The Story of Major George Calhoun Pope
Among the rows of grave markers at the Covenant Greenwood Cemetery in Lebanon County (also known to locals as the Ebenezer Cemetery) is a simple gray headstone carved from granite. It's modest appearance is similar to that of any given 20th century marker in any given burial ground. Look a little closer and you will see that this headstone marks the final resting place of George C. Pope (1843-1913) and his wife Alice (1854-1935). Pass by this grave sometime around Memorial Day and you will see a tiny American flag, and the bronze emblem with its green patina denoting the grave of a veteran. Look a little closer and you will see that George C. Pope was a veteran of the Civil War. Look closer still, and you will see that George C. Pope did not fight for the Grand Army of the Republic-- but for the Confederated States of America.
This would be the grave of Major George Calhoun Pope, a Confederate officer buried in a Yankee graveyard.
September 26, 1913, was a sad day for many residents of Lebanon. For over twenty years George Calhoun Pope had been one of the best known residents of the city and his death, at the age of 70 due to complications from diabetes, was mourned by many.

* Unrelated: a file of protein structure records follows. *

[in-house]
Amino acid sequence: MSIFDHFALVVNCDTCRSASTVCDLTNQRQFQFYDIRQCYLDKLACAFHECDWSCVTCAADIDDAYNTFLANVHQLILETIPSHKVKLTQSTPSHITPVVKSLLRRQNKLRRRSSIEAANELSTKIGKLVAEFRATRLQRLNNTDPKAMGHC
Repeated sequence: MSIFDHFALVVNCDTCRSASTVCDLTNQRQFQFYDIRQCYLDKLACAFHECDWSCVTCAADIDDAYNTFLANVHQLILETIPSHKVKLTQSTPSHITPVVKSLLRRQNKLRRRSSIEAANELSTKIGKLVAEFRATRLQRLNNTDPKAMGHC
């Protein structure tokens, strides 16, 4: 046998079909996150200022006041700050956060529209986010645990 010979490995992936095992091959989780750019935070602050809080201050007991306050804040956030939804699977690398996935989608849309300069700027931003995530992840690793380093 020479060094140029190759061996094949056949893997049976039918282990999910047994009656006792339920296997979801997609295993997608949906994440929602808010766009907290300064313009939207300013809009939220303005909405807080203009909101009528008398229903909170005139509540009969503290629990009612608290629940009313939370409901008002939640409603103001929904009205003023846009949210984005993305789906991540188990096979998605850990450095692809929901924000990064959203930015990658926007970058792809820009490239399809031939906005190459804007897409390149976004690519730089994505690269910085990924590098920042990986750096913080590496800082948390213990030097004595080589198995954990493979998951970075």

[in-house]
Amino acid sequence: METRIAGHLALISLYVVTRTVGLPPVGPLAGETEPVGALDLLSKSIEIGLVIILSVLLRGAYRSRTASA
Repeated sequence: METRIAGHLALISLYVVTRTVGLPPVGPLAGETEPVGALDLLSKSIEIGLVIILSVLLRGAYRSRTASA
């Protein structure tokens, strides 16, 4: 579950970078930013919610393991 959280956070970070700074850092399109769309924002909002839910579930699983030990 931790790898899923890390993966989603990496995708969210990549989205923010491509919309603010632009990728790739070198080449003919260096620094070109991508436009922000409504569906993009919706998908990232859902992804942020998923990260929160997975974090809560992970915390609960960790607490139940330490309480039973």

Pope was born in Charleston, South Carolina and was the son of a prosperous merchant. He possessed an outstanding military record, serving with the highly-respected First Cavalry of the South Carolina Volunteers.
In the Confederate Army he held the rank of lieutenant and then captain. He fought in most of the great battles of the war and was wounded on more than one occasion. At the Battle of Gettysburg he lost two fingers and received a gash in the head from the butt of a rifle, which nearly proved fatal. He watched his brother die in the Battle of the Wilderness. As a result, he seldom spoke about his experiences on the fields of battle.
After the Confederates surrendered at Appomattox, Pope traveled to Baltimore to procure work. His career carried him to South America, and he spent several years in different countries before winding up in Cornwall, where he found work as a weighmaster at the famous iron furnaces there.
After several years at the iron furnaces he became a bookkeeper for Dr. Gloninger, working at his office at Ninth and Cumberland Streets until his death.
A large crowd turned out for his funeral, which was officiated by Rev. Nye. George Calhoun Pope was buried with full military honors, marking one of the few times in Pennsylvania history when a Confederate officer's body was borne to its final resting place by the blue-uniformed veterans of the Union army.